Sum Kee Food (Singapore): Simple Does It

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One of my Singapore cravings is a simple dish: Fried braised tofu with a big pile of minced pork on top.

You can find this in some hawker stalls — but you’ll likely find the better versions at zi char restaurants, which are casual Chinese eateries that serve inexpensive homespun dishes. (“Zi char” means “stir-fry” in Hokkien.)

As much as I adore this tofu dish, I hadn’t had a good version yet this trip back, so when my father mentioned liking a little zi char place his old schoolmates had taken him to recently, it was settled. Dinner at Sum Kee Food it was …

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Feng Kee Hainanese Curry Rice (Singapore): A-List Rice

Feng Kee Hainanese Curry RiceOne of the great joys of Singaporean cuisine for me is Hainanese curry rice.

I had my first taste of this as a teenager, at a small stall in Singapore where you pointed at troughs of items in a glass case then watched as the hawker quickly used a big pair of scissors to snip everything you’d picked into bite-sized pieces, piled it onto rice and then sloshed a ladle of curried gravy over everything, turning it into a brownish yellow mound. The final product may look like swill, but each mouthful of this heady combination of flavors and textures is divine.

So when Singaporean writer Colin Goh, a friend whose tastes and appetite I respect, mentioned having a go-to curry rice place in Singapore, I knew I had to check it out. “It opens at 4 am, and you eat with the port workers,” he said. “Make sure you drench your rice with ALL 3 GRAVIES.”

Well, he certainly didn’t need to tell me twice …

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Mr. and Mrs. Mohgan’s Super Crispy Roti Prata (Singapore): Gold-Standard Prata

Mr. and Mrs. Mohgan's Suoer Crispy Roti PrataRoti prata is one of those staples of Singapore eating — this fried Indian bread paired with curry is so beloved as a breakfast or late-night supper dish that Singaporeans often love expressing strong opinions on which they think is the best in the country.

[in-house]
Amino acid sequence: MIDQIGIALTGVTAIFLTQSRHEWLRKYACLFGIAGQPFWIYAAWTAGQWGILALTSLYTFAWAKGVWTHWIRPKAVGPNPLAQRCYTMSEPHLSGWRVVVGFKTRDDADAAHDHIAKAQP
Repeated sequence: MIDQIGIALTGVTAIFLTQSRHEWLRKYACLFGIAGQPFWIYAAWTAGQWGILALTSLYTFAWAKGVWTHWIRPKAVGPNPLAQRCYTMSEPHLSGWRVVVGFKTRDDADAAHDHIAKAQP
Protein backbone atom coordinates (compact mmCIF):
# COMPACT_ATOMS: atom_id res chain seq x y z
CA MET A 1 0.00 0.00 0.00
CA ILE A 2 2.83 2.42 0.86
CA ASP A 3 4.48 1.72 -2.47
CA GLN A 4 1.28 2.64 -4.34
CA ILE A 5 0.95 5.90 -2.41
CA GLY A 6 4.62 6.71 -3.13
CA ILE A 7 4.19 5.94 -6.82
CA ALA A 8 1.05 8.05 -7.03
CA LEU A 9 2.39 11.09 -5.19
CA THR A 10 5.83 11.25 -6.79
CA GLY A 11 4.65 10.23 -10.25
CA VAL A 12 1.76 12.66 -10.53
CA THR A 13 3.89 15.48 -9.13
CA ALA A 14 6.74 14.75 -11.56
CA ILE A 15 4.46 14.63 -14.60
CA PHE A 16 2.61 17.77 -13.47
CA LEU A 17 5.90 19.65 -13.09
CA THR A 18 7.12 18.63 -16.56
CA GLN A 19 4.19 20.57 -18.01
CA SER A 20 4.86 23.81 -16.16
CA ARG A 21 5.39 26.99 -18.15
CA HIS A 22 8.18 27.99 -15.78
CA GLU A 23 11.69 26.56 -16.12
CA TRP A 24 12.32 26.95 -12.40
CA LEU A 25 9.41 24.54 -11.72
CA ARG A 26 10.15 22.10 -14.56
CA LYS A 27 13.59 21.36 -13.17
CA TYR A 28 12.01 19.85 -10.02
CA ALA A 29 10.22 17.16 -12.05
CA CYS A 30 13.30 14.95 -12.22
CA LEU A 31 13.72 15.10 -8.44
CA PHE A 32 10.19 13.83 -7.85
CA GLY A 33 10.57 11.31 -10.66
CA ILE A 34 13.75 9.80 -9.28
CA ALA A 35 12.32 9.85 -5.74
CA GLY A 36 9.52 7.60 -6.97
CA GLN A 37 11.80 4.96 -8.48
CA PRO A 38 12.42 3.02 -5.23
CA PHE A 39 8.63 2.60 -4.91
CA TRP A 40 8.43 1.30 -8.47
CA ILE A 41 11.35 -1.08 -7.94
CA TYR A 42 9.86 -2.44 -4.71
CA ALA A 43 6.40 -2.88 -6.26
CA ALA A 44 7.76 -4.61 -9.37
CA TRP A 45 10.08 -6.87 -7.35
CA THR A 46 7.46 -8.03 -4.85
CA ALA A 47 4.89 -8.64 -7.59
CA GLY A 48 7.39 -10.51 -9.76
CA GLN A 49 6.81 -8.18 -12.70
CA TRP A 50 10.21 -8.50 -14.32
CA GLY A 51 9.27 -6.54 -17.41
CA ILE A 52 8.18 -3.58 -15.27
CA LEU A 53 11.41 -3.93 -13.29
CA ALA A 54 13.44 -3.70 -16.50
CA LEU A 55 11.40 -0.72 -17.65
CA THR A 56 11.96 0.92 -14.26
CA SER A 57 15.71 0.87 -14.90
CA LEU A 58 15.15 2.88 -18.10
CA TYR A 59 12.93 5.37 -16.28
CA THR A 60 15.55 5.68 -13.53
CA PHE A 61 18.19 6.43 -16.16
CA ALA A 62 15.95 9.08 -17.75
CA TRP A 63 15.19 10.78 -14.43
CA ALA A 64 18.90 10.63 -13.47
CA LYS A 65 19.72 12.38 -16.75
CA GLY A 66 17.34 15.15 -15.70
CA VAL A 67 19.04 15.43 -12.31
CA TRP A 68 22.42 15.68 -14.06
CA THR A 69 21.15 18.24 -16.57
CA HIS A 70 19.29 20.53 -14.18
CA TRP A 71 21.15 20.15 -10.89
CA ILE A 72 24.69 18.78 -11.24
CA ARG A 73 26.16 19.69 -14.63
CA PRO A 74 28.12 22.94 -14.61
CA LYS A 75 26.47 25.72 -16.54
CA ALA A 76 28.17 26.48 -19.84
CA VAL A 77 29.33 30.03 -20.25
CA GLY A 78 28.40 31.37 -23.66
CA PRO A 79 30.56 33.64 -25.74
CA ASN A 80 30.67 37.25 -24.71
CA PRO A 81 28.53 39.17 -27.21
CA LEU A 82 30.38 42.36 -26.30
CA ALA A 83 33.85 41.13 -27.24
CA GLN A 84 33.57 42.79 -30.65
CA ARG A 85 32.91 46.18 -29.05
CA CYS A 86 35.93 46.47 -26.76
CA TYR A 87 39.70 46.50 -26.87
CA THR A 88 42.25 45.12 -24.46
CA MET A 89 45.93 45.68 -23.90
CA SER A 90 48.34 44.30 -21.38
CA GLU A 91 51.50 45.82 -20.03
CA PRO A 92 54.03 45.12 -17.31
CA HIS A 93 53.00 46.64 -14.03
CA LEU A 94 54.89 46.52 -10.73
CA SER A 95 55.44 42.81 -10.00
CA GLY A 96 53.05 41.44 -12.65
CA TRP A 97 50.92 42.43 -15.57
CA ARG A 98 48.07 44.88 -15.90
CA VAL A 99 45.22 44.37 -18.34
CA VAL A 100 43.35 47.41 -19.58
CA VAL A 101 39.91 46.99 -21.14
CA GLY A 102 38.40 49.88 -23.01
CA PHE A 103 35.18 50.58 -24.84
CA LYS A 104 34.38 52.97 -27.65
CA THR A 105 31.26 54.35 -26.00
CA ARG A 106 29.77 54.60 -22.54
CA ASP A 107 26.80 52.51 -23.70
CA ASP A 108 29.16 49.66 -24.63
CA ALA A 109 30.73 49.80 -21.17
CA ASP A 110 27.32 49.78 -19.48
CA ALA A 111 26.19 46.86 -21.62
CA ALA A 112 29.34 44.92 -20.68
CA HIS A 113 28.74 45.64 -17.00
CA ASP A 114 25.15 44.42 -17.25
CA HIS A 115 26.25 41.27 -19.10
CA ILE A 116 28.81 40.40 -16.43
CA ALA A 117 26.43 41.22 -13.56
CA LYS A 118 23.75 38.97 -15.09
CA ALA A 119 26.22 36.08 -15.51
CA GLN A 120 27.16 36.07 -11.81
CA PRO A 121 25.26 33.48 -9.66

Recently, I’d been hearing about a tiny Indian stall a little hike from the beaten path that various food experts have waxed lyrical about, some even declaring it’s one of the best. What apparently makes this version special, I’d heard, is how crispy it is.

Well, if you’ve been reading this blog at all, you’ll know my massive love for all sorts of crispy foods. So as soon as I could persuade my mother, we hopped in her car and were on our way to Mr. and Mrs. Mohgan’s Super Crispy Roti Prata …

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Mei Wei Economic Bee Hoon (Singapore): Fried Chicken Surprise

IMG_6545Just after dawn on a weekday, my mother and I make a short trek to Joo Chiat, one of the sweet pockets of Singapore‘s laidback East Coast where you’ll still find pre-war townhouse-packed narrow lanes that feel like 1970s Singapore.

A dusty little corner kopitiam (coffeeshop) beckons — Poh Ho Restaurant, which we’d visited once for excellent plates of wanton noodles. When we left then, I had vowed to return — from what we could see, the handful of other stores there held much promise. One Indian hawker, for example, is constantly mentioned as one of the best makers of roti prata in the country.

Unfortunately, we had chosen to make the journey on one of the few mornings each month that the prata guys are off. Our disappointment was brief, however. A queue snaked around the front of the kopitiam, framing it like a necklace.

Singaporeans like queues — in a country filled with thousands of superb eating options, there’s no need to line up for good food. So if there is a line, something terribly good must exist at the front of it. Well, we immediately got in line …

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Selera Rasa (Singapore): A Classic Malay Breakfast

Selera Rasa

Breakfast in Singapore truly is something to behold.

For starters, it’s incredibly varied, with Indian, Chinese and Malay offerings ranging from rice and noodle dishes to piping hot roti prata and fried meaty treats. A classic must, however, is nasi lemak — a Malay dish comprising fragrant coconut rice with hearty ingredients such as fried chicken and crispy anchovies. It’s so popular and commonly eaten that some hawkers have it packed ahead of time into tightly folded banana leaves for a quick and tasty breakfast to go.

While I’m fortunate enough to live not too far from one of the great nasi lemak joints on the island — International Food Stall in Changi Village — I’d been hearing about another place for years, one that’s supposed to be the absolute best. Selera Rasa, in fact, is so well-regarded that the Sultan of Brunei supposedly pays a visit¬†when he’s in Singapore, ordering up dozens of packets for takeout.

“Look for the long queue,” Singaporean food personality KF Seetoh counseled, when I asked him about Selera Rasa a few years ago.

A long queue? Singaporeans, an impatient lot, don’t queue for anything unless it’s worth it. I knew right away that I had to get myself to Selera Rasa, to find said queue …

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